'Engage in Dialogue With Others Who May Disagree With You'

CAS Commencement speaker Mass. Supreme Justice Court Chief Justice Kimberly Budd told the Class of 2024 'this is how you will build a better society'
Massachusetts Supreme Judicial Court Chief Justice Kimberly Budd giving her commencement speech
Chief Justice Kimberly S. Budd tells College of Arts & Sciences graduates: "Your generation, perhaps more than any before you, has learned to appreciate the differences among us, to treat everyone with dignity and respect, and to recognize the common humanity that unites us all."

Chief Justice Kimberly Budd, the first Black woman to serve as chief justice of the Massachusetts Supreme Judicial Court, encouraged graduates of the Suffolk University College of Arts & Sciences to grow from adversity and use their liberal arts education as a foundation to bridge differences and build dialogue.

“I know that as you graduate, the many challenges that we face both at home and across the world are grave. But I have hope for the future because of you,” said Budd in her keynote speech at the Class of 2024 ceremony on Sunday, May 19.

Budd received an honorary Doctor of Public Service degree during Suffolk’s celebration of the Class of 2024 at Boston’s Leader Bank Pavilion.

The value of a liberal arts education

Addressing the Class of 2024, Budd asked the graduates to reflect on all the challenges they’d overcome to reach Commencement, including the uncertainties and changes caused by the COVID-19 pandemic.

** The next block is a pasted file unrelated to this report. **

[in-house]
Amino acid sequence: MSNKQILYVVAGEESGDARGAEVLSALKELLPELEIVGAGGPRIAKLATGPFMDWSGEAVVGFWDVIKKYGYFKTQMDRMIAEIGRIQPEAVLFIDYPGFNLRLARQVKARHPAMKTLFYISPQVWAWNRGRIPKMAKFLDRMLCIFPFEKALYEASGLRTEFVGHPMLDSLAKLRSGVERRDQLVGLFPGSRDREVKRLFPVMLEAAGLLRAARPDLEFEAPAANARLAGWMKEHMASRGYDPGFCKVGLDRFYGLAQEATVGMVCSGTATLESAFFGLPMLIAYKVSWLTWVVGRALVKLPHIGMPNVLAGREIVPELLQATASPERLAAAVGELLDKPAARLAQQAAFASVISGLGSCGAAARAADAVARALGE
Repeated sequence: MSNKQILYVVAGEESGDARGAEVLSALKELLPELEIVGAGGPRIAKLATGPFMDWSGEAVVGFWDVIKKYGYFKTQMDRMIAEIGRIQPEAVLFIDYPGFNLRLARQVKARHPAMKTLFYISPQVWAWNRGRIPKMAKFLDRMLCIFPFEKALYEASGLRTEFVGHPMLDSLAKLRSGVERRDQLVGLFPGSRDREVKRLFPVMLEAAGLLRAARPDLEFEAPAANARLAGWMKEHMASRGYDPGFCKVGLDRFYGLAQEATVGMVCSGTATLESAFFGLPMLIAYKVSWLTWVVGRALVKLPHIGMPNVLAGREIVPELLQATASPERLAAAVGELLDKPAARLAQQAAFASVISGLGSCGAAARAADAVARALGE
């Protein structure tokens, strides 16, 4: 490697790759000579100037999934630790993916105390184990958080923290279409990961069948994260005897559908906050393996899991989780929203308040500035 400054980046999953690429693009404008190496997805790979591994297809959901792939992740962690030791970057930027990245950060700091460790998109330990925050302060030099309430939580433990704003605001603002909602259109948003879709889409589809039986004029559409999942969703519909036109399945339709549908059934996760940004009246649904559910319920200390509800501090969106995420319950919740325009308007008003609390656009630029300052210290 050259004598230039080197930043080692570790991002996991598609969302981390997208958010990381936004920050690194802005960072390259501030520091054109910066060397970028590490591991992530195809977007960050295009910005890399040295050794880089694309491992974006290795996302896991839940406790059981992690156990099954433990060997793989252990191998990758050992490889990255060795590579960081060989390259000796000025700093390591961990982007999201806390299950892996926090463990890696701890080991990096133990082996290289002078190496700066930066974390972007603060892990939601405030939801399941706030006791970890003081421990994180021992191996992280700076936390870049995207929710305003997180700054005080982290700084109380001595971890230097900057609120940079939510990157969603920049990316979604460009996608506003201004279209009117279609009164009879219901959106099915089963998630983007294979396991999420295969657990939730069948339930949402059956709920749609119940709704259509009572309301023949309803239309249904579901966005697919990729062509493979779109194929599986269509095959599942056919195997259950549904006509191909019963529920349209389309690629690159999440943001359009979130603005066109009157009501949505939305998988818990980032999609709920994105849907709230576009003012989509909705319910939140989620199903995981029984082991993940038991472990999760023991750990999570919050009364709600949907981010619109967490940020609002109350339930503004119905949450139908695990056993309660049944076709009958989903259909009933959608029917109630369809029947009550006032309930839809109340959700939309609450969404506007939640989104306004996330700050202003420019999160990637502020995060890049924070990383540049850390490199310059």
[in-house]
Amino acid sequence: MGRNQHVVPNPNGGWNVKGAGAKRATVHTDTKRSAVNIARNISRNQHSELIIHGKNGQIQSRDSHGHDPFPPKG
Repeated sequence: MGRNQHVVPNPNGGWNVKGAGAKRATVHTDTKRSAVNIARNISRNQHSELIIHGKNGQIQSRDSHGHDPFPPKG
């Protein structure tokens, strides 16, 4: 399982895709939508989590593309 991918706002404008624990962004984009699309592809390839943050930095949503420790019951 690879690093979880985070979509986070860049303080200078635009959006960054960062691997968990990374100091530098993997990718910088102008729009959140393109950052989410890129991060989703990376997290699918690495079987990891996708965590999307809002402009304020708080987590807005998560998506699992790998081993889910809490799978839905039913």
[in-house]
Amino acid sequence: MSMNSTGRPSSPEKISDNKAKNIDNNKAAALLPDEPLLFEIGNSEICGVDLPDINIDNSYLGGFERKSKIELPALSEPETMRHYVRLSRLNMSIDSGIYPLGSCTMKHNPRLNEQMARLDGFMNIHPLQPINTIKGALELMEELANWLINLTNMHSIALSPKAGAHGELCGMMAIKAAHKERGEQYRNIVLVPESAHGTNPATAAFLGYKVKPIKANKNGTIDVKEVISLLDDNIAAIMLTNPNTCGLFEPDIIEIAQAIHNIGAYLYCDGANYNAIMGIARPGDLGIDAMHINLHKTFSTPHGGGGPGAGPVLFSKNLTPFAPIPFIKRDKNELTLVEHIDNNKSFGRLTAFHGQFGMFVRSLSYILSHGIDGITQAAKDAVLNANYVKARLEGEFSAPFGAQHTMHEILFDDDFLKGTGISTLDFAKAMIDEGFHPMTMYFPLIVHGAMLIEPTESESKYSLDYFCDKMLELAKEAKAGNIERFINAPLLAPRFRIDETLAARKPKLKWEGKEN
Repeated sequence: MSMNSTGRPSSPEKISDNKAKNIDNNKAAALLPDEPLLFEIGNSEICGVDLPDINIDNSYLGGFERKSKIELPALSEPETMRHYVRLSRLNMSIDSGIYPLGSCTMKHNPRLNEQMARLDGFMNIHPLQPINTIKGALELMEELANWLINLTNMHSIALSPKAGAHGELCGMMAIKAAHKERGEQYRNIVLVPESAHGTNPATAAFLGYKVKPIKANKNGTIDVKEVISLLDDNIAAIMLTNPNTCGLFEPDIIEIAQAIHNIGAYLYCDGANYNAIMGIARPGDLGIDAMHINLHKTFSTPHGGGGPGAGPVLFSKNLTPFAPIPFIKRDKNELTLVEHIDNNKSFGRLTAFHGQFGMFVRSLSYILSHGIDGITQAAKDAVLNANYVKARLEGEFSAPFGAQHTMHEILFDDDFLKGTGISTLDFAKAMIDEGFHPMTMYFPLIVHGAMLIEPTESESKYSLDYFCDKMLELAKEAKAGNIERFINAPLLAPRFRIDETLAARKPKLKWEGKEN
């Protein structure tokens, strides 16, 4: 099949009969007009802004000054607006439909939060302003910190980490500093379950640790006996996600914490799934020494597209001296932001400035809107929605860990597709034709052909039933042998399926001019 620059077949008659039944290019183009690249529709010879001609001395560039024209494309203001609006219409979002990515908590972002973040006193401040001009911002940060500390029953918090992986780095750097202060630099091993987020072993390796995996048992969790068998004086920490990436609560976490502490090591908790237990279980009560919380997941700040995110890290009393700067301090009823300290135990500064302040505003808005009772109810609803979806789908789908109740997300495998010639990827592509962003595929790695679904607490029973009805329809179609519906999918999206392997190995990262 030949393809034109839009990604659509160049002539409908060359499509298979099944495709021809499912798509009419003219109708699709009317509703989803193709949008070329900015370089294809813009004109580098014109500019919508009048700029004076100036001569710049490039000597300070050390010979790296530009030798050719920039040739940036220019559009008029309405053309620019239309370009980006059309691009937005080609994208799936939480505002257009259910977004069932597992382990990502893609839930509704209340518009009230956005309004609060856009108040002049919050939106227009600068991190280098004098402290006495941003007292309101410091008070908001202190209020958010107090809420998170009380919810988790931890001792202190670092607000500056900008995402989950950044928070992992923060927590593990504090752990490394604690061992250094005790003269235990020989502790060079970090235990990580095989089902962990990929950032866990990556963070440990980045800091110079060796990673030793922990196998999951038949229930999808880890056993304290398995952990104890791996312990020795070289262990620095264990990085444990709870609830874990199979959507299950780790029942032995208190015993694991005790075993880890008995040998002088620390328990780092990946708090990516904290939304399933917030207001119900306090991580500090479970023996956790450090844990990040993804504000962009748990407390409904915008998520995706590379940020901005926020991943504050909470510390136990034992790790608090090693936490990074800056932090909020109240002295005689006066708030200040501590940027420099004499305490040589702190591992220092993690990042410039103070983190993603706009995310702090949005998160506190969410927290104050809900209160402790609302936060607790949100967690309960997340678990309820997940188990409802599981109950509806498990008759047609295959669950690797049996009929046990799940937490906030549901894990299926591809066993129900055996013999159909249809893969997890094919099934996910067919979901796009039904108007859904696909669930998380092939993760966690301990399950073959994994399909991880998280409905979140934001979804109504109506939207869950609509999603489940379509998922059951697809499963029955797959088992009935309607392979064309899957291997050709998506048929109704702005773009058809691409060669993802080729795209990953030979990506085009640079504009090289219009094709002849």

She then shared a formative experience from her own first year as a liberal arts undergraduate to illustrate the importance of cultivating resiliency. After receiving a “D” on her first English paper, Budd described shaking off her embarrassment and seeking help from a writing tutor. Her resolve to be a better writer led her to pursue a major in English, and, eventually, apply to law school.

Once she entered the legal field, Budd faced new obstacles. “As a young Black woman attorney, I was often overlooked, underestimated, and even misidentified in the courtroom when I first started practicing law. Opposing counsel did not take me seriously,” she recalled, later pausing for rousing applause from the audience as she described pushing forward in her legal career. “I also knew from my college experience that if I persevered, I could face up to the challenge.”

Describing a recent experience working with a restorative justice pilot program in the courts—a community-centered practice in which victims, offenders, and stakeholders come together to address and repair harm, rooted in indigenous traditions and taught by practitioners at Suffolk’s Center for Restorative Justice among others—Budd once again encouraged graduates to look for opportunities to push beyond difficult things to make positive change.

“I want to be clear, the process is not easy. It takes a great deal of preparation, time, and commitment,” said Budd. “But if we can bring together judges, prosecutors, defense attorneys, victims, offenders, and others to talk with one another openly and honestly as part of the same community, then perhaps we can learn to do the same for our divided country.”